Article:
All in all, the vote was a bold stroke for Mayor Wharton, who has now effectively staked his lofty approval ratings on the public forgetting the tax increases by next year’s elections. “It’s not an increase in the sense that when you change your rate, everybody goes up, not merely those whose property values increased as a result of reappraisal,” the mayor was quoted as saying in The Commercial Appeal. It was probably a quote that his aides would like to take back, but clearly, Mayor Wharton is serving notice that he is prepared to defend the climbing tax burden over the past three years.

At the same time, what remained unsaid during the budget debate was deafening. County administration officials said in an email justifying its position that it has a moral obligation to fund education, public health and public safety, suggesting general fund expenditures are down, employment is down, and better operational management are up. But, this begs the question of why county government doesn’t deal as forcefully with the source of the problem – sprawl – rather than its symptoms – budget meltdown. The strongest indication that Shelby County is serious about getting its budgetary house in order will be when it adopts smart growth as its #1 priority.

Meanwhile, the budget makes no mention of changes in policies about tax freezes, which now take $45 million off the table before the board of commissioners even has a chance to look at a budget proposal. The same tough attitude that Mayor Wharton took on the tax increase would serve him well if he would now address sprawl and the entitlement philosophy of tax freezes.

Unfortunately, although Shelby County showed shrewdness in infusing tens of millions of dollars of new revenues into its budgets, it did not reconsider some programs that have already taken a direct hit. For example, only two and a half cents of the property tax rate would have resurrected our once fine city/county library system. About one-half of one cent would have restored full funding for arts and culture, and about the same amount would have restored the money taken from local social and human services agencies last year. Just a penny would be a godsend for Shelby Farms Parks in a year when parks were deemed a “retail” service and dispensable. One penny would even have funded the mayor’s pet literacy program, the “imagination library” (which some members of his administration say is the new name for the Memphis and Shelby County library system after it was dismantled by county government).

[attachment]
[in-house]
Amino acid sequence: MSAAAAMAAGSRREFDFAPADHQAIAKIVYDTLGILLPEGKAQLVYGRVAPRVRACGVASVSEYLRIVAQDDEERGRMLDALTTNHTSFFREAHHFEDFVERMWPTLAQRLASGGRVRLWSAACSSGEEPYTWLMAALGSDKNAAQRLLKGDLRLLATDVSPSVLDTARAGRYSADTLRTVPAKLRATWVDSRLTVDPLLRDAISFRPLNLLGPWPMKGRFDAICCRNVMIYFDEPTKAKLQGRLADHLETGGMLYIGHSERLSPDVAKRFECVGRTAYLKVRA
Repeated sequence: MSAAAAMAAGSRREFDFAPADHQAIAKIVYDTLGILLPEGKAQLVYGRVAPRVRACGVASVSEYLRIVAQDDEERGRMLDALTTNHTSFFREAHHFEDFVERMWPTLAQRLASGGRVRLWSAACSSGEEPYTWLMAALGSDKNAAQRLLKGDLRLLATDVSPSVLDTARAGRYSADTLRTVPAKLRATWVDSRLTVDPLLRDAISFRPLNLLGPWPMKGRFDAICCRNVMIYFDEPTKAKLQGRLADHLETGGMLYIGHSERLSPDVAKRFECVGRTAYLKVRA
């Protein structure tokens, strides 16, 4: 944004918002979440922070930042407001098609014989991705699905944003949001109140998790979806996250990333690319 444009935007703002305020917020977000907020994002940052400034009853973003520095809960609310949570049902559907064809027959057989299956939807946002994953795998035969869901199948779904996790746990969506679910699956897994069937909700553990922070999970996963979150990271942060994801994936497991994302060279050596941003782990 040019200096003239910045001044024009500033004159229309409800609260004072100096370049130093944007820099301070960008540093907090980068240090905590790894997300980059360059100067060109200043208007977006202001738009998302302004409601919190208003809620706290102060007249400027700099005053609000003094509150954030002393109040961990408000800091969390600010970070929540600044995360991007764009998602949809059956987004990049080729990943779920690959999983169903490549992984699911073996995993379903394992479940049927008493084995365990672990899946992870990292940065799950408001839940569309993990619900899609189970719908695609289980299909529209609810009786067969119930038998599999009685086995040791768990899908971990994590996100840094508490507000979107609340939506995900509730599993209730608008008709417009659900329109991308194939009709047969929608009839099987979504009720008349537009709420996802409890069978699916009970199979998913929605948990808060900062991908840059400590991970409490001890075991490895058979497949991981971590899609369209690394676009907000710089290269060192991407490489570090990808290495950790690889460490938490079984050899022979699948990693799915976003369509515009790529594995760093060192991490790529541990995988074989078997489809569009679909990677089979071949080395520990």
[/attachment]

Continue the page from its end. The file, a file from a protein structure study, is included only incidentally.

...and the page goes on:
It was a gutsy play by Mayor Wharton and his Administration. However, at the end of the day, voters will judge the success of Shelby County Government in one way — the size of their tax bills. It will be interesting to see how all of this plays out next year, as tax bills for the increases come due just a few months before the county elections.

Hopefully, with some of the budget pressures taken off the Wharton Administration, it can turn its attention to what got the mayor elected – his vision of the future. During his campaign for mayor, this is what defined Wharton. He was seen as the visionary candidate. With a debt that is more than $1.7 billion, if you like the Administration’s numbers, or more than $2.2 billion, if you use the amount in the county trustee’s reports, it is reasonable that the Administration kept its eye on the fiscal ball, but between now and the election, there’s hope that attention will be spent on resuscitating the vision that he had for Shelby County when he ran for office and taking some steps to make it happen.